I’ve talked to brides whose wedding budgets have ranged from barely four figures on up into six figures — and no matter the total price tag, there’s something every bride is interested in: getting more for less.
So I’ve rounded up a few of the biggest money savers my own friends and I have come across while planning our weddings.
Buy sample sales.
Wedding gowns are one of the single biggest purchases you’ll make for your wedding — and unless you’re planning to buy a wardrobe made of pure spun gold sometime in your life, it’s also going to be the runaway winner for the title of Most Expensive Clothing Purchase Ever. But if your dream dress can come off a rack instead of straight off a hand-sewn production line, you’ll save up to 50% on the dress’ retail price. Once a style’s discontinued, your local bridal salon won’t need to keep the sample gown hanging around. I got my dress this way, and I couldn’t be happier if it had been custom-cut just for me.
Beg, barter or steal negotiate.
Found a perfect reception site, but their dinner price-minimum is just too high? Ask if they’ll cut the cost and offer slightly smaller portions for a late lunch reception. (One of my friends did this and ended up serving her guests a delicious meal for under $20 per person.)
Have a unique skill or opportunity that would be useful to potential vendors? Find out if your musician would trade his performance for a free weekend at your parents’ beach condo, or if your photographer will discount her services if you provide free advertising in the community newsletter you run. It never hurts to find out if your vendors are willing to consider a non-cash payment.
DIY whenever possible…within reason!
Centerpieces, invitations, favors — heck, aisle runners, flowers, programs, custom linens, and even food are all fair game when it comes to do-it-yourself wedding preparations. The amount of money you save per project will vary depending on the cost of materials and the would-have-been cost of labor, but if you plan wisely, you’ll find yourself saving $20 here, $400 there. And it will add up quickly. Just make sure you don’t plan more projects than you can (sanely!) handle during your already-hectic-and-stressful engagement. That’s when extra helping hands come in…well, handy. If your bridesmaids, family members, and friends are willing to donate some time and talent, you’ll be a lot better off than if you try to juggle all the projects yourself.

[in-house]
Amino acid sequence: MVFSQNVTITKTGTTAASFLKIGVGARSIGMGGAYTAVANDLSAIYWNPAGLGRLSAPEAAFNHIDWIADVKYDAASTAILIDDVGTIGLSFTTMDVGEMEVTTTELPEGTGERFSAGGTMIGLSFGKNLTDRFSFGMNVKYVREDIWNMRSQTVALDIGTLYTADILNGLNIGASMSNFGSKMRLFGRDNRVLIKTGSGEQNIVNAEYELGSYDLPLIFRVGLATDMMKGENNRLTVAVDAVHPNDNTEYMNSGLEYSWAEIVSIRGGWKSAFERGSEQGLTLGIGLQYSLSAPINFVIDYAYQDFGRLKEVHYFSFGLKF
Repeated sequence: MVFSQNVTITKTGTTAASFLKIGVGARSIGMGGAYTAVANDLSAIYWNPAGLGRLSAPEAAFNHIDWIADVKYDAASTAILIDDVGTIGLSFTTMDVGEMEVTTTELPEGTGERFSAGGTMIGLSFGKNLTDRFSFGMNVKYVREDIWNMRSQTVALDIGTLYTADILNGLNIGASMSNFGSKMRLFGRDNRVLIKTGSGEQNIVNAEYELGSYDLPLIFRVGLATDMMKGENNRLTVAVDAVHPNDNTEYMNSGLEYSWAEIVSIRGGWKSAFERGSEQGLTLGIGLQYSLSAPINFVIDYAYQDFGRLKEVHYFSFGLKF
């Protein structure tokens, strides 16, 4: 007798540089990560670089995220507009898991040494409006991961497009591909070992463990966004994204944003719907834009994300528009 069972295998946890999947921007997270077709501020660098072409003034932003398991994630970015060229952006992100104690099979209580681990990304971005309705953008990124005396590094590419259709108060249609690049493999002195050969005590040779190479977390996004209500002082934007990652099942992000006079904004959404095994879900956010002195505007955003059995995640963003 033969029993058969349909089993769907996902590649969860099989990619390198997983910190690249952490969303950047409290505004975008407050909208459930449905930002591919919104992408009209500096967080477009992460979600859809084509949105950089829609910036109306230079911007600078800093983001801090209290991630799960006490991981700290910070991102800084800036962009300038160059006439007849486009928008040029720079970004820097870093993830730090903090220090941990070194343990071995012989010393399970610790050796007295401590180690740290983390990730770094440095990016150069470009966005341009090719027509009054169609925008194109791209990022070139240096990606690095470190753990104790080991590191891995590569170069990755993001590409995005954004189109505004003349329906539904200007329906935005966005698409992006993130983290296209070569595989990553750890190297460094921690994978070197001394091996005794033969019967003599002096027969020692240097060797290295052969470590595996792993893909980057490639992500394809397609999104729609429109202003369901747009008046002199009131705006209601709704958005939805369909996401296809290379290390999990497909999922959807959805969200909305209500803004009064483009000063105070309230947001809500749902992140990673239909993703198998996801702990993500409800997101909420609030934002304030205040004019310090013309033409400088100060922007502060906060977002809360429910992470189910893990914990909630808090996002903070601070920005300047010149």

Think: Less is More.
A few long-stemmed roses or a dozen weighing down your bridesmaids’ arms? A lavish string quintet or a solo classical guitar? A splashy stretch Escalade or an understated sedan?
Sometimes the simpler (and thus less expensive) option looks classier and leaves a lasting impression. I’m a big believer in understated elegance. A ceiling draped with hundreds of imported orchids is impressive, but a creative display of several generations of family wedding pictures will be equally memorable — and guess what? Far less costly. Whenever you see a Big Idea that you love, think about how you can trim it down to fit your budget, or if there are any simpler alternatives that would create a similar effect.
Personalize with VIPs.
When you have friends or family whose skill sets intersect with your wedding needs, you’ll find you’re offered steep discounts — or depending on your relationship with these people, free services altogether. Having loved ones help out with your big day preparations will create cherished memories for both of you. And letting loved ones keep you on track on your wedding day might be a bit more calming than having strangers buzzing around you. My friends have solicited friends and family members to be their: hair stylist; make-up artist; photographer; videographer; florist; decorator; baker; coordinator; musician; officiant.
If you don’t have your heart absolutely set on it, save on it — and you may find you enjoy your wedding a whole lot more if you spend a whole lot less!